The stabilised approach concept is identified by the International Civil Aviation Organization as a set of criteria to maintain a stable approach speed, descent rate, vertical flight path, and configuration to the landing touchdown point to reduce the occurrence of controlled flight into terrain. The operator’s stabilised approach criteria, detailed in the Operations Policy and Procedures Manual – Standard operating procedures, stated:
All flights must be stabilized by 1,000 feet above airport elevation in instrument meteorological conditions (IMC) and 500 feet above airport elevation in visual meteorological conditions (VMC).
The approach is stabilized when all of the following criteria are met.
-the aircraft is on the correct flight path;
-only small changes in heading/pitch are required to maintain correct flight path;
-the aircraft speed is not more than VREF + 20 knots indicated airspeed and not less than VREF;
-the aircraft is in the landing configuration;
-sink rate is no greater than 1,000 feet per minute; if an approach requires a sink rate of greater than 1,000 feet per minute, a special briefing should be conducted;
-power setting is appropriate for the aircraft configuration and is not below the minimum power for approach as defined by the aircraft operating manual;
-all briefings and checklist have been conducted;
-specific types of approaches are stabilized if they also fulfill the following
-instrument landing system (ILS) approaches must be flown within one dot of the glideslope and localizer
-a Category II or Category III (ILS) approach must be flown within the expanded localizer band
-unique approach procedures or abnormal conditions requiring a deviation from the above elements of a stabilized approach require a special briefing.
An approach that becomes unstabilzed below 1,000 feet above airport elevation in IMC or below 500 feet above airport elevation in VMC requires an immediate go-round.
The ATSB reviewed the manuals of a number of Australian domestic and international carriers, and identified that it was common for these operators to provide exceedance limitations in their procedures to allow flight crew discretion to momentarily exceed a part of the stabilised approach criteria during an attempt to correct the transient exceedance.
When discussing the concepts and terms associated with a stabilised approach, the International Civil Aviation Organization (International Civil Aviation Organization, 2015) noted that ‘normal bracketing corrections’ or momentary exceedances from pre-determined stabilised approach criteria was acceptable in some circumstances. For example:
Upon establishing visual contact with the runway environment, the pilot should be able to continue to a safe landing using normal bracketing corrections, or, if unable, should perform a missed approach.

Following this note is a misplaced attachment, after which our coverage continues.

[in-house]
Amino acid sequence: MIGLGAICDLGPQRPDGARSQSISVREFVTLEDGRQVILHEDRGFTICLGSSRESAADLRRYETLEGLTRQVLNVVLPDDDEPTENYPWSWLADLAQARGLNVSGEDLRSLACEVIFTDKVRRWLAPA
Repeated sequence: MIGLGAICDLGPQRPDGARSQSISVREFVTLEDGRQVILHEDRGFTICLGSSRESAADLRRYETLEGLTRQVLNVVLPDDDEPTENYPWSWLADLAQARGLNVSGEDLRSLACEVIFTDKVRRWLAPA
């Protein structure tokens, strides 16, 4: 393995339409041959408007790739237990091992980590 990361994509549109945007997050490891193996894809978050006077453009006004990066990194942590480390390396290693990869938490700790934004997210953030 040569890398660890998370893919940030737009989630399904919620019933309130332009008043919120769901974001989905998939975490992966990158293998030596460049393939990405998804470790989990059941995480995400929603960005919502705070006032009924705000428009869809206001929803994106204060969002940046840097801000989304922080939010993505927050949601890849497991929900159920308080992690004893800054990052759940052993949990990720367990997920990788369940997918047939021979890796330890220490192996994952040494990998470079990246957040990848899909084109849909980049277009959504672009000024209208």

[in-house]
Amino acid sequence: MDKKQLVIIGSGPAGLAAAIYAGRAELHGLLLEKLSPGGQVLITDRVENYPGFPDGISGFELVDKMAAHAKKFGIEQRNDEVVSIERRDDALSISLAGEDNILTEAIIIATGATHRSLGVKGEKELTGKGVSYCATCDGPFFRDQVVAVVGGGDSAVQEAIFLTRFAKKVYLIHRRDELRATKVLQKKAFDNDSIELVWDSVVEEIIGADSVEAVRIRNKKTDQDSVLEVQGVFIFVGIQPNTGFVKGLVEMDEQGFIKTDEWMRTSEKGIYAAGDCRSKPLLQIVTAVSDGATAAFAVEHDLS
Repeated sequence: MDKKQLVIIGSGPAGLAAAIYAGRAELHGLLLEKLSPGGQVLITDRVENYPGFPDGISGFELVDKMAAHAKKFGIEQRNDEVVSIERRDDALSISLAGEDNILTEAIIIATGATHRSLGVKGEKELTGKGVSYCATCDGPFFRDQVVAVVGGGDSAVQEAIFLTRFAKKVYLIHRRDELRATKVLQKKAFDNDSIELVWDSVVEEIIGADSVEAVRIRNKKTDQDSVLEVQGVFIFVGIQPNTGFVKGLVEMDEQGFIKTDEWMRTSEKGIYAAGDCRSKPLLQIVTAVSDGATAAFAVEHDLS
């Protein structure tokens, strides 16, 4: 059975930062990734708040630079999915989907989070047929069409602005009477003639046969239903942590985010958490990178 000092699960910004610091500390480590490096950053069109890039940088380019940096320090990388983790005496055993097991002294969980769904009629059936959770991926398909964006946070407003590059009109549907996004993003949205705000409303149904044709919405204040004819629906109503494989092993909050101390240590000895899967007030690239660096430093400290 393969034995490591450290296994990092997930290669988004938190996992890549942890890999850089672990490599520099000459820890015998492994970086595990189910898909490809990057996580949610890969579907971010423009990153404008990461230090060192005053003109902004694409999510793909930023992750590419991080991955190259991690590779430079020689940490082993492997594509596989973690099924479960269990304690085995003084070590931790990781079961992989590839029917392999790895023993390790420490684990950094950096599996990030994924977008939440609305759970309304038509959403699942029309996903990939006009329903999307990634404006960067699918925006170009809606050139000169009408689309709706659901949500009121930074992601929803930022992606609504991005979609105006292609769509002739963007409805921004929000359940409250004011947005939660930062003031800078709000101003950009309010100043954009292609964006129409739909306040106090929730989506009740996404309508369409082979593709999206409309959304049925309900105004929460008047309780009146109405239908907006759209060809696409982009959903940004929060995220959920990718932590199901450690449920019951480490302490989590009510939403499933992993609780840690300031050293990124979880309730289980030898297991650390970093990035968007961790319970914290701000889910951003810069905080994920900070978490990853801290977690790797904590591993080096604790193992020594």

These corrections relate to bank angle, rate of descent, and power management. Considering the operating limitations stated in the aircraft’s approved flight manual, the recommended ranges of acceptable momentary exceedances to stabilised approach criteria were:
- course guidance variation depending on the approach type
- maximum bank angle of 30º if specified in the approved operating manual used by the pilot
- ± 300 ft/min deviation in rate of descent
- permissible power range if specified in the approved operating manual
- momentary overshoots made necessary by atmospheric conditions.
At the time of the incident, the operator did not have a policy regarding momentary exceedances.
VH-UQN was fitted with a flight data recorder (FDR) and cockpit voice recorder (CVR). Upon returning to Brisbane, the operator downloaded, and analysed the FDR data using flight data analysis program software. The ATSB reviewed this data, along with FDR analysis conducted by the aircraft type certificate holder, and this is summarised below.
Due to the extended period from the incident and it being reported to the ATSB, the CVR record of the flight had been overwritten. As such, the investigation was not able to verify the timeline of flight crew communications, which may have provided additional information.
Flight path and thrust data
- At about 800 ft on descent on final approach, an airspeed of 137 kt was selected by the flight crew. The landing gear had been extended and the flaps were in the landing configuration. Flight data indicated the aircraft was stable at that time with a rate of descent (RoD) of about 750 ft/min, a pitch attitude of 1° nose down, and thrust lever angle (TLA) of 37°.
- At about 630 ft, the autopilot was disconnected.
- At about 550 ft, the aircraft was pitched to about 3° nose down and the RoD increased to about 1,100 ft/min, with a TLA of 33° and an airspeed of 138 kt.